The drug development pipeline has evolved from primary care to specialty and now advances deeper into exquisitely targeted therapies for shrinking niches of addressable populations. In parallel, governments and private payers continue to struggle with appropriately rewarding innovation while managing healthcare budgets in the face of aging populations. Given these trends, our value, pricing and access practice is increasingly supporting clients in four critical areas:
1. Innovating evidence development approaches
Much of today’s innovative drug development pipeline does not conform readily to traditional value assessment approaches. For example,
- The value of “one-time” cell and gene therapies is heavily dependent upon durability of effect/benefit, which is challenging to establish at launch
- Rare disease therapies generally have difficulties enrolling large trial populations necessary to power head-to-head assessment vs standard of care
- Targeted oncology therapeutics often are trialled in a dynamic environment where standard of care is a moving target and differs across global markets
Our clients are increasingly challenged to re-imagine and generate stakeholder buy-in to novel evidence development approaches, spanning the needs of both regulatory agencies and market access stakeholder. Innovations we support include identifying novel trial endpoints and trial designs, greater incorporation of quality of life and patient reported outcomes, and novel use of real-world data and technology into evidence programs. The investment in evidence development both starts earlier and continues longer (post-marketing) to support and retain access and favourable pricing.
2. Leveraging the increasing availability and acceptance of real-world data (RWD) sources pre-and-post launch
A key objective of HTA bodies and payers when assessing new medicines and negotiating pricing and access is to determine not only the potential value of the medicine based upon trial results but the likely value in the real-world setting. RWD is being leveraged to both substantiate therapeutic benefit in real-world usage settings, as well as to develop the evidence base to support initial HTA and payer discussions. As it becomes increasingly difficult for pivotal clinical trials in oncology and rare diseases to conduct comparisons with an appropriate comparator – or, indeed, any comparator at all – RWD is used alongside powerful statistical methods to construct a synthetic control arm to allow a comparison with a relevant comparator. In addition, RWD is increasingly used to provide support for the burden of disease that is addressed, justify comparators for HTA and access discussions, provide data inputs for economic models, and establish the natural history of disease. RWD is also increasingly used, often alongside data from clinical trials, to develop predictive algorithms that help to improve diagnostic outcomes or identify patients more likely to succeed on particular treatments.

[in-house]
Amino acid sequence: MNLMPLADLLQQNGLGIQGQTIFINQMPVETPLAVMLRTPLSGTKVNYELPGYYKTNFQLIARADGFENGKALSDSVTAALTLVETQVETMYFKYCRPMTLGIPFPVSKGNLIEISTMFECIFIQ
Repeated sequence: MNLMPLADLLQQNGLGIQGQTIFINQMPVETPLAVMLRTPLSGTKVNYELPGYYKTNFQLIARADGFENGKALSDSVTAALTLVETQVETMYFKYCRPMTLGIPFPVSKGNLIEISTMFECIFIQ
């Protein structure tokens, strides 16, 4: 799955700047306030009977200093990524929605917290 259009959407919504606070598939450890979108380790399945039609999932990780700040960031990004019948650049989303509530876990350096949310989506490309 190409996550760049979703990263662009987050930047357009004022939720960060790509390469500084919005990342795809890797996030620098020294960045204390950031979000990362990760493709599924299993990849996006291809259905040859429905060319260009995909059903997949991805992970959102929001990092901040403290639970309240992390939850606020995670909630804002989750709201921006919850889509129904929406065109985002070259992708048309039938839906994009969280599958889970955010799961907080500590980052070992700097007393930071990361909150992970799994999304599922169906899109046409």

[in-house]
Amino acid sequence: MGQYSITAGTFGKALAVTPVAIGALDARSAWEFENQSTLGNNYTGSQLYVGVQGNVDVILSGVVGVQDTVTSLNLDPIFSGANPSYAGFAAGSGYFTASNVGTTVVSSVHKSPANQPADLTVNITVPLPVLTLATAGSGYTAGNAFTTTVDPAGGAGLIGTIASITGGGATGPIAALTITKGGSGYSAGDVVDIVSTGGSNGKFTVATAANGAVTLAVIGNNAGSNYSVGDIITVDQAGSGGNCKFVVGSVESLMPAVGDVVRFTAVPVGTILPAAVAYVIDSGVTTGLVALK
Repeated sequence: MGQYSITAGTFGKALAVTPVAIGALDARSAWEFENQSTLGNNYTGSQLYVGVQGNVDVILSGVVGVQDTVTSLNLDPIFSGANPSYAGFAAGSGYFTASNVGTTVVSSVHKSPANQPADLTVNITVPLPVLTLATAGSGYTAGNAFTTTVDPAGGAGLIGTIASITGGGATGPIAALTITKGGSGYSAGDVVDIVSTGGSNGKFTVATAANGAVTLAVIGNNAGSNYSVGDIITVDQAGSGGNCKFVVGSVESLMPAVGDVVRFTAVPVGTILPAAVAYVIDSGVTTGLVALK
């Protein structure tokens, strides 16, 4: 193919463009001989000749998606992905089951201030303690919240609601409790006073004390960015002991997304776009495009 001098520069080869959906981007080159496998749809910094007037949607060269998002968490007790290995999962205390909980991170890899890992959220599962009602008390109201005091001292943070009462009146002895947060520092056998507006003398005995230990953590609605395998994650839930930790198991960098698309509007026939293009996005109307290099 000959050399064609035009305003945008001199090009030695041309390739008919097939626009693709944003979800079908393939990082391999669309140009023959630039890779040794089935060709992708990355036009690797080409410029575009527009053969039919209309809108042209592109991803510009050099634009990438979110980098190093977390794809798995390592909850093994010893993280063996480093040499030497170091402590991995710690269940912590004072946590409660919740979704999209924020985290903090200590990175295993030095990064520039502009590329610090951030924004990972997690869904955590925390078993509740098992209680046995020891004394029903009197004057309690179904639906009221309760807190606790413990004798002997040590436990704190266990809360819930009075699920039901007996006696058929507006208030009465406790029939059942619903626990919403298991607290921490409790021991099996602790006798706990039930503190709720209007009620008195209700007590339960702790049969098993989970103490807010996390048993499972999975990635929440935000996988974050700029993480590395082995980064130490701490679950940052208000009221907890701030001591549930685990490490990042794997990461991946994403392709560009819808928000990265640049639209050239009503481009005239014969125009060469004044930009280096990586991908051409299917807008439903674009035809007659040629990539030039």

RWD programs can leverage existing data infrastructure, e.g., claims and EHR databases, with data and analytics vendors growing more sophisticated in stitching together data sets to power greater insights. Additionally, heavier investments are being made to generate new and better sources of RWD, e.g., patient registries in rare diseases, and sophisticated infectious disease monitoring programs to support burden of disease substantiation for vaccine recommendations.
3. Developing novel contracting and tender approaches
Biopharma clients are pressed to meet the needs of a wide array of budget holders across markets with differing budgetary constraints and cost-control tools at their disposal. Budget holders also have differing negotiation leverage depending upon a variety of factors including the criticality of the unmet need, pressures from external stakeholders, and the competitive therapeutic environment. Navigating these complexities to balance the needs of stakeholders – appropriate patient access, budget-holder affordability, and biopharma competitive position and profitability – is extremely challenging, requiring both local strategies and substantial global coordination as price transparency and international reference pricing initiatives expand around the world. Contracting and tendering considerations include such approaches as simple discounts and rebates, value- and outcomes- based and other innovative agreement structures, performance-based approaches, portfolio approaches, payment over time, and in some cases may also include ancillary considerations such as localized manufacturing or value-added services.
4. Effectively addressing patient out-of-pocket costs and gaps in access
Patient out-of-pocket costs have become a critical access hurdle, not just for patients in the US but across an increasing number of developed and developing markets. In addition, some payers are increasingly pushing back on biopharma approaches to out-of-pocket cost mitigation. Our clients are challenged to innovate their approaches to drive patient affordability while balancing gross-to-net considerations.
In addition, gaps in access (e.g., uninsured patients, or critical need patients in markets without reimbursement) are a heightened challenge for advanced and targeted therapeutics, where high therapy costs, one-time use (in some cases), and limited addressable populations are all factors that make it more difficult for biopharma companies to make alternative access and patient assistance programs broadly available.
Optimizing market access strategies
Looking ahead, we anticipate a continuation of these trends and ongoing pressure to innovate value substantiation and access stakeholder engagement strategies on pace with biopharma’s clinical innovation. We continue to invest in our Value, Pricing and Access teams’ expert capabilities, tools and scale to meet our clients evolving needs.
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